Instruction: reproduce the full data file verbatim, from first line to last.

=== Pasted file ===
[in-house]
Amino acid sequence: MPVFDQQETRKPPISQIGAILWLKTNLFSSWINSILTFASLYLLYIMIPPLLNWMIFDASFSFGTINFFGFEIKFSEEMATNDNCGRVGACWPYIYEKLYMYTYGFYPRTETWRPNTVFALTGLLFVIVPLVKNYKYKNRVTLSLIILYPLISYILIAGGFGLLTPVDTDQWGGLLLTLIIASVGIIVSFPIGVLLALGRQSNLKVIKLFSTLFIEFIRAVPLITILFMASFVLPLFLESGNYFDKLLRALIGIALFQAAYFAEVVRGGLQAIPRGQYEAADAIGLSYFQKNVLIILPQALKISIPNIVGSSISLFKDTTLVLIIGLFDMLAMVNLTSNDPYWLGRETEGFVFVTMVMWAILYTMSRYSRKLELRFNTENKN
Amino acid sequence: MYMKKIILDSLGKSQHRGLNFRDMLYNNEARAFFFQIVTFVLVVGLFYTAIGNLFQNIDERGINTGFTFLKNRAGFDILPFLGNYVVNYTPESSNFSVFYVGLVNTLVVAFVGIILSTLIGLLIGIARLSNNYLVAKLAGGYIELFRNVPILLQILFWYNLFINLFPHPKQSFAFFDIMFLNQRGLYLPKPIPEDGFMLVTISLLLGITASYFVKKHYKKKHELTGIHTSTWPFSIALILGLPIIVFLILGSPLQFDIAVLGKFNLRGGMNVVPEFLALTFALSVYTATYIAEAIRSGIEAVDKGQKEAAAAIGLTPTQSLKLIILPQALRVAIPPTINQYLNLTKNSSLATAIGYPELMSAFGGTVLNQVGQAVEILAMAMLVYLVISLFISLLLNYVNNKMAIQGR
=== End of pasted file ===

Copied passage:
[in-house]
Amino acid sequence: MPVFDQQETRKPPISQIGAILWLKTNLFSSWINSILTFASLYLLYIMIPPLLNWMIFDASFSFGTINFFGFEIKFSEEMATNDNCGRVGACWPYIYEKLYMYTYGFYPRTETWRPNTVFALTGLLFVIVPLVKNYKYKNRVTLSLIILYPLISYILIAGGFGLLTPVDTDQWGGLLLTLIIASVGIIVSFPIGVLLALGRQSNLKVIKLFSTLFIEFIRAVPLITILFMASFVLPLFLESGNYFDKLLRALIGIALFQAAYFAEVVRGGLQAIPRGQYEAADAIGLSYFQKNVLIILPQALKISIPNIVGSSISLFKDTTLVLIIGLFDMLAMVNLTSNDPYWLGRETEGFVFVTMVMWAILYTMSRYSRKLELRFNTENKN
Amino acid sequence: MYMKKIILDSLGKSQHRGLNFRDMLYNNEARAFFFQIVTFVLVVGLFYTAIGNLFQNIDERGINTGFTFLKNRAGFDILPFLGNYVVNYTPESSNFSVFYVGLVNTLVVAFVGIILSTLIGLLIGIARLSNNYLVAKLAGGYIELFRNVPILLQILFWYNLFINLFPHPKQSFAFFDIMFLNQRGLYLPKPIPEDGFMLVTISLLLGITASYFVKKHYKKKHELTGIHTSTWPFSIALILGLPIIVFLILGSPLQFDIAVLGKFNLRGGMNVVPEFLALTFALSVYTATYIAEAIRSGIEAVDKGQKEAAAAIGLTPTQSLKLIILPQALRVAIPPTINQYLNLTKNSSLATAIGYPELMSAFGGTVLNQVGQAVEILAMAMLVYLVISLFISLLLNYVNNKMAIQGR